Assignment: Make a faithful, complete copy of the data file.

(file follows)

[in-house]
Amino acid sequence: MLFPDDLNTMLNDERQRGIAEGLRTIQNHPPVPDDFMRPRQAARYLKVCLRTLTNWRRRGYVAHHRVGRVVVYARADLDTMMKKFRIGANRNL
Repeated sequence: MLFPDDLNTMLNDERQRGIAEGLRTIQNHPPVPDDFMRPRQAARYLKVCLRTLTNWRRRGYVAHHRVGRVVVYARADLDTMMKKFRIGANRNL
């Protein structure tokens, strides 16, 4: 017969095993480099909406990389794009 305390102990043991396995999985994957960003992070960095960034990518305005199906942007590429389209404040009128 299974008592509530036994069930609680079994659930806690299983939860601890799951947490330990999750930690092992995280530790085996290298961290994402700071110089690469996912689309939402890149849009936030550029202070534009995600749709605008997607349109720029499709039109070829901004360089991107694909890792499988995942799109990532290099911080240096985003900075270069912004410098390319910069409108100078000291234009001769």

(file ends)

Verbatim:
[in-house]
Amino acid sequence: MLFPDDLNTMLNDERQRGIAEGLRTIQNHPPVPDDFMRPRQAARYLKVCLRTLTNWRRRGYVAHHRVGRVVVYARADLDTMMKKFRIGANRNL
Repeated sequence: MLFPDDLNTMLNDERQRGIAEGLRTIQNHPPVPDDFMRPRQAARYLKVCLRTLTNWRRRGYVAHHRVGRVVVYARADLDTMMKKFRIGANRNL
């Protein structure tokens, strides 16, 4: 017969095993480099909406990389794009 305390102990043991396995999985994957960003992070960095960034990518305005199906942007590429389209404040009128 299974008592509530036994069930609680079994659930806690299983939860601890799951947490330990999750930690092992995280530790085996290298961290994402700071110089690469996912689309939402890149849009936030550029202070534009995600749709605008997607349109720029499709039109070829901004360089991107694909890792499988995942799109990532290099911080240096985003900075270069912004410098390319910069409108100078000291234009001769």